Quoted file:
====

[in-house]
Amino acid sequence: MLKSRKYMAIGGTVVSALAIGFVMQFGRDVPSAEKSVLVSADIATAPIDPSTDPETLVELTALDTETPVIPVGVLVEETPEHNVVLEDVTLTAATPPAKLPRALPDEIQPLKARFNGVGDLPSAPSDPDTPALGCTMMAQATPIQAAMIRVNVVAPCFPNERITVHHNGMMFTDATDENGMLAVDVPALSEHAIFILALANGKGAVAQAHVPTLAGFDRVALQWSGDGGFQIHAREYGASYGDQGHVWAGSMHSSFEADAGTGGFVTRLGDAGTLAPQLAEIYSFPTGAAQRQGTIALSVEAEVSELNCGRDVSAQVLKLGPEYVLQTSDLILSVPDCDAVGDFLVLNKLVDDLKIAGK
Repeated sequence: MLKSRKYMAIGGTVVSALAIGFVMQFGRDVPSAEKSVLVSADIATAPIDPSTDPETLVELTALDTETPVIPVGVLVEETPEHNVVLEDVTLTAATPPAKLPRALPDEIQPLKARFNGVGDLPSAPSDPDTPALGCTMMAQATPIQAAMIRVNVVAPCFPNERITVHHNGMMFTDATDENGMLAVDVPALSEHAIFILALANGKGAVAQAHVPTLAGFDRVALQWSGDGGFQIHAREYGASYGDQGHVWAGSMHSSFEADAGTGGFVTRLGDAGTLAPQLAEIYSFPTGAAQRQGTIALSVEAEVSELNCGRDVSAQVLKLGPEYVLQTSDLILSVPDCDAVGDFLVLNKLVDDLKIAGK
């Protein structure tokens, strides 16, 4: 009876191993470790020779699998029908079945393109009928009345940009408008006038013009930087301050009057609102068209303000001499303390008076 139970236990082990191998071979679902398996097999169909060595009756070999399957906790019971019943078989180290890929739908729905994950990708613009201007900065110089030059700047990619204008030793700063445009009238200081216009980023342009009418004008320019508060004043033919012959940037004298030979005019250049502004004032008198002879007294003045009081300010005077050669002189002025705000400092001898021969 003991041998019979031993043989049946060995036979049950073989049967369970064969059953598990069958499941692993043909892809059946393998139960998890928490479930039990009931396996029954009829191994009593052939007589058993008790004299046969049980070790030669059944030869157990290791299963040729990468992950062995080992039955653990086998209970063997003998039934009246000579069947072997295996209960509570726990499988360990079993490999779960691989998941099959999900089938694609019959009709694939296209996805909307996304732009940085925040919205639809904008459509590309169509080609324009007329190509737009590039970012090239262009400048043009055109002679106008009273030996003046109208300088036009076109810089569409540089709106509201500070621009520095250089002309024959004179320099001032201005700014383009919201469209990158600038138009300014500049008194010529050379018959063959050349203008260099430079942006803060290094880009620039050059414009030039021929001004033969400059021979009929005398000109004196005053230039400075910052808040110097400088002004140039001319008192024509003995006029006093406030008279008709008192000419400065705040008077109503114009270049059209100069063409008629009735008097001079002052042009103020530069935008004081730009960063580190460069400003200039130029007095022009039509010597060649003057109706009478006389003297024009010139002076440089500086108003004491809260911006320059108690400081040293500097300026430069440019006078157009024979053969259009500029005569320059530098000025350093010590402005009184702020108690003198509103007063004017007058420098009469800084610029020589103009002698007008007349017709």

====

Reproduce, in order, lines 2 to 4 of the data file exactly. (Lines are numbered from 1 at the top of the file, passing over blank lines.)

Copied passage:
Amino acid sequence: MLKSRKYMAIGGTVVSALAIGFVMQFGRDVPSAEKSVLVSADIATAPIDPSTDPETLVELTALDTETPVIPVGVLVEETPEHNVVLEDVTLTAATPPAKLPRALPDEIQPLKARFNGVGDLPSAPSDPDTPALGCTMMAQATPIQAAMIRVNVVAPCFPNERITVHHNGMMFTDATDENGMLAVDVPALSEHAIFILALANGKGAVAQAHVPTLAGFDRVALQWSGDGGFQIHAREYGASYGDQGHVWAGSMHSSFEADAGTGGFVTRLGDAGTLAPQLAEIYSFPTGAAQRQGTIALSVEAEVSELNCGRDVSAQVLKLGPEYVLQTSDLILSVPDCDAVGDFLVLNKLVDDLKIAGK
Repeated sequence: MLKSRKYMAIGGTVVSALAIGFVMQFGRDVPSAEKSVLVSADIATAPIDPSTDPETLVELTALDTETPVIPVGVLVEETPEHNVVLEDVTLTAATPPAKLPRALPDEIQPLKARFNGVGDLPSAPSDPDTPALGCTMMAQATPIQAAMIRVNVVAPCFPNERITVHHNGMMFTDATDENGMLAVDVPALSEHAIFILALANGKGAVAQAHVPTLAGFDRVALQWSGDGGFQIHAREYGASYGDQGHVWAGSMHSSFEADAGTGGFVTRLGDAGTLAPQLAEIYSFPTGAAQRQGTIALSVEAEVSELNCGRDVSAQVLKLGPEYVLQTSDLILSVPDCDAVGDFLVLNKLVDDLKIAGK
């Protein structure tokens, strides 16, 4: 009876191993470790020779699998029908079945393109009928009345940009408008006038013009930087301050009057609102068209303000001499303390008076 139970236990082990191998071979679902398996097999169909060595009756070999399957906790019971019943078989180290890929739908729905994950990708613009201007900065110089030059700047990619204008030793700063445009009238200081216009980023342009009418004008320019508060004043033919012959940037004298030979005019250049502004004032008198002879007294003045009081300010005077050669002189002025705000400092001898021969 003991041998019979031993043989049946060995036979049950073989049967369970064969059953598990069958499941692993043909892809059946393998139960998890928490479930039990009931396996029954009829191994009593052939007589058993008790004299046969049980070790030669059944030869157990290791299963040729990468992950062995080992039955653990086998209970063997003998039934009246000579069947072997295996209960509570726990499988360990079993490999779960691989998941099959999900089938694609019959009709694939296209996805909307996304732009940085925040919205639809904008459509590309169509080609324009007329190509737009590039970012090239262009400048043009055109002679106008009273030996003046109208300088036009076109810089569409540089709106509201500070621009520095250089002309024959004179320099001032201005700014383009919201469209990158600038138009300014500049008194010529050379018959063959050349203008260099430079942006803060290094880009620039050059414009030039021929001004033969400059021979009929005398000109004196005053230039400075910052808040110097400088002004140039001319008192024509003995006029006093406030008279008709008192000419400065705040008077109503114009270049059209100069063409008629009735008097001079002052042009103020530069935008004081730009960063580190460069400003200039130029007095022009039509010597060649003057109706009478006389003297024009010139002076440089500086108003004491809260911006320059108690400081040293500097300026430069440019006078157009024979053969259009500029005569320059530098000025350093010590402005009184702020108690003198509103007063004017007058420098009469800084610029020589103009002698007008007349017709």